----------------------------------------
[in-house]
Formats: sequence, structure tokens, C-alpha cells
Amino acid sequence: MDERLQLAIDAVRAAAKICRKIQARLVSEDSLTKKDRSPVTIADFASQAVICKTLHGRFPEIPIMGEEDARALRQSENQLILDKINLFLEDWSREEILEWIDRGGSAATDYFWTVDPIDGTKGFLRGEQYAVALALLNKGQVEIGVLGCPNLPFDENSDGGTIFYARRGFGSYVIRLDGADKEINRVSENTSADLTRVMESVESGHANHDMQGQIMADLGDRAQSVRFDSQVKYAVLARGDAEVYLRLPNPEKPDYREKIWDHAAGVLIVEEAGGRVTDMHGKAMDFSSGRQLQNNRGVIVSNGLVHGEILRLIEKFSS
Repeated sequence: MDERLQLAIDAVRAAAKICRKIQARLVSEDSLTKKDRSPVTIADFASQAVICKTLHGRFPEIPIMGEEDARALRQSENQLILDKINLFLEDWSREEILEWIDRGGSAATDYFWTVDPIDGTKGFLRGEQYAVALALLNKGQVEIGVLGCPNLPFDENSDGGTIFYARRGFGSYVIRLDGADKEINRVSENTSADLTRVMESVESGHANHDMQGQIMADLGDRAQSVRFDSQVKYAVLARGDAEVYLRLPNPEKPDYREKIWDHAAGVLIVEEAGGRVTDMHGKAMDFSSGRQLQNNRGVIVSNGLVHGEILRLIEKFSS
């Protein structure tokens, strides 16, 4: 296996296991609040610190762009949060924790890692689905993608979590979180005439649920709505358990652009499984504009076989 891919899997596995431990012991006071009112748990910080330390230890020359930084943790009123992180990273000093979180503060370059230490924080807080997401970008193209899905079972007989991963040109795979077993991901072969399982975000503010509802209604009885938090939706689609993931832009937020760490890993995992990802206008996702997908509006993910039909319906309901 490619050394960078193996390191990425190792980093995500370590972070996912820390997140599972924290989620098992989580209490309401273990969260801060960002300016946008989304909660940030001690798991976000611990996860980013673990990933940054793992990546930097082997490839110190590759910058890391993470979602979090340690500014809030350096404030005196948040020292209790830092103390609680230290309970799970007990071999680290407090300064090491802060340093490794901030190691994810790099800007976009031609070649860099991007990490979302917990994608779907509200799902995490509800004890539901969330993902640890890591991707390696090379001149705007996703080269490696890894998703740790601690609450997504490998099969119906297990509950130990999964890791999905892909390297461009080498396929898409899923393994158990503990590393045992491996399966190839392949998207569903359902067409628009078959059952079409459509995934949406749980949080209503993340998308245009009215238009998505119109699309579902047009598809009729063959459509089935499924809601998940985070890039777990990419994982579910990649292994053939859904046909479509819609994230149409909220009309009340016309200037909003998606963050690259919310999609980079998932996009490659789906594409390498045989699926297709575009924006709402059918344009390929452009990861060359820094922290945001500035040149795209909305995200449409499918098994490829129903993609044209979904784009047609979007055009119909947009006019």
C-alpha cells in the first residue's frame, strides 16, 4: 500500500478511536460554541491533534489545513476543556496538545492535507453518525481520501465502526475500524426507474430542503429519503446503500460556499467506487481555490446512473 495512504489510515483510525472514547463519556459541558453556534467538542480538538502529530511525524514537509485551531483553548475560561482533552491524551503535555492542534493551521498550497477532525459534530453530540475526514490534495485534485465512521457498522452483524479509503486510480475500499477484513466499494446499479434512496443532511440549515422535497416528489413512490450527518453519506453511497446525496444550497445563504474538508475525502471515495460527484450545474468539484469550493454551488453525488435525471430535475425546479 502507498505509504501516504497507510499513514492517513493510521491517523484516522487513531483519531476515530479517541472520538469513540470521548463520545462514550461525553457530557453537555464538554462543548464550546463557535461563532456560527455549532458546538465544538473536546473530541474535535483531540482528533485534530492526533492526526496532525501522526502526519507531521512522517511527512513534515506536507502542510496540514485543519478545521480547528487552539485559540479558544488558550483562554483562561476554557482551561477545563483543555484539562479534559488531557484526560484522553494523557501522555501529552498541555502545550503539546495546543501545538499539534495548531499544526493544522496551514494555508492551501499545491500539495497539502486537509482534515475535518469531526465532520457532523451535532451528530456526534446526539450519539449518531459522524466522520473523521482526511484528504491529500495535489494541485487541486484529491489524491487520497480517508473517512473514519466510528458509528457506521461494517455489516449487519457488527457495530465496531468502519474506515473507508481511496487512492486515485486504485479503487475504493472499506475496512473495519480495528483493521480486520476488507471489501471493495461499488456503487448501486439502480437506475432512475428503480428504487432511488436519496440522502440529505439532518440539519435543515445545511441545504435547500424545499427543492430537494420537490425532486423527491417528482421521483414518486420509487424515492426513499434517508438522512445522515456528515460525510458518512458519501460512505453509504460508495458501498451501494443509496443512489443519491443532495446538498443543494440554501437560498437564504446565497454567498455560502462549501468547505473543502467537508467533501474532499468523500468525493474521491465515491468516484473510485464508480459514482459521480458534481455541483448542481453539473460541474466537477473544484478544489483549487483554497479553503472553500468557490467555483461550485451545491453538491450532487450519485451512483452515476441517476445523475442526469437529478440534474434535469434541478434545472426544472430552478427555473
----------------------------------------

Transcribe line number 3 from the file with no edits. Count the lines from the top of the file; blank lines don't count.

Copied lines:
Amino acid sequence: MDERLQLAIDAVRAAAKICRKIQARLVSEDSLTKKDRSPVTIADFASQAVICKTLHGRFPEIPIMGEEDARALRQSENQLILDKINLFLEDWSREEILEWIDRGGSAATDYFWTVDPIDGTKGFLRGEQYAVALALLNKGQVEIGVLGCPNLPFDENSDGGTIFYARRGFGSYVIRLDGADKEINRVSENTSADLTRVMESVESGHANHDMQGQIMADLGDRAQSVRFDSQVKYAVLARGDAEVYLRLPNPEKPDYREKIWDHAAGVLIVEEAGGRVTDMHGKAMDFSSGRQLQNNRGVIVSNGLVHGEILRLIEKFSS